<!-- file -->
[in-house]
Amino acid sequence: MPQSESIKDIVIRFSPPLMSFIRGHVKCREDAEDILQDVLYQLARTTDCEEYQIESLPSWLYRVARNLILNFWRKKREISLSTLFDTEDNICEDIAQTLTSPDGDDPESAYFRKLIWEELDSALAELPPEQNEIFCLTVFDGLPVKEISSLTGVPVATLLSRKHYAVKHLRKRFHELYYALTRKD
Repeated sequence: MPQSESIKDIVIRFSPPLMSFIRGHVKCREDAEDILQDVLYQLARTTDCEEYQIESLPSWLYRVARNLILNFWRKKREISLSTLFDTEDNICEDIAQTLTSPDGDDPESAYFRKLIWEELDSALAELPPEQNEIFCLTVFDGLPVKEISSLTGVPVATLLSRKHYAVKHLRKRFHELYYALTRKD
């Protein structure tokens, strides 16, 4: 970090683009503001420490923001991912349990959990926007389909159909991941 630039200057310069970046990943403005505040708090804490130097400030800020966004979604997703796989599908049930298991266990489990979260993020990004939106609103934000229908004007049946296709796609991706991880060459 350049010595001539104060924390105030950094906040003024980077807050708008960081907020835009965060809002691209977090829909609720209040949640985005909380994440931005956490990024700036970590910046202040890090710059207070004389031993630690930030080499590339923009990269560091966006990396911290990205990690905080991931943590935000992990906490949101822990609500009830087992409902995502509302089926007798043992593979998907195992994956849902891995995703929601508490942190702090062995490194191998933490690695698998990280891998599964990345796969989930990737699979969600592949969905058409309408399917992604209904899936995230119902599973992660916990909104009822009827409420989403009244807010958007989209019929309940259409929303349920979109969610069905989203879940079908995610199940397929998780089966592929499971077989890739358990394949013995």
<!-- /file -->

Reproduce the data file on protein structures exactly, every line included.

[in-house]
Amino acid sequence: MPQSESIKDIVIRFSPPLMSFIRGHVKCREDAEDILQDVLYQLARTTDCEEYQIESLPSWLYRVARNLILNFWRKKREISLSTLFDTEDNICEDIAQTLTSPDGDDPESAYFRKLIWEELDSALAELPPEQNEIFCLTVFDGLPVKEISSLTGVPVATLLSRKHYAVKHLRKRFHELYYALTRKD
Repeated sequence: MPQSESIKDIVIRFSPPLMSFIRGHVKCREDAEDILQDVLYQLARTTDCEEYQIESLPSWLYRVARNLILNFWRKKREISLSTLFDTEDNICEDIAQTLTSPDGDDPESAYFRKLIWEELDSALAELPPEQNEIFCLTVFDGLPVKEISSLTGVPVATLLSRKHYAVKHLRKRFHELYYALTRKD
């Protein structure tokens, strides 16, 4: 970090683009503001420490923001991912349990959990926007389909159909991941 630039200057310069970046990943403005505040708090804490130097400030800020966004979604997703796989599908049930298991266990489990979260993020990004939106609103934000229908004007049946296709796609991706991880060459 350049010595001539104060924390105030950094906040003024980077807050708008960081907020835009965060809002691209977090829909609720209040949640985005909380994440931005956490990024700036970590910046202040890090710059207070004389031993630690930030080499590339923009990269560091966006990396911290990205990690905080991931943590935000992990906490949101822990609500009830087992409902995502509302089926007798043992593979998907195992994956849902891995995703929601508490942190702090062995490194191998933490690695698998990280891998599964990345796969989930990737699979969600592949969905058409309408399917992604209904899936995230119902599973992660916990909104009822009827409420989403009244807010958007989209019929309940259409929303349920979109969610069905989203879940079908995610199940397929998780089966592929499971077989890739358990394949013995």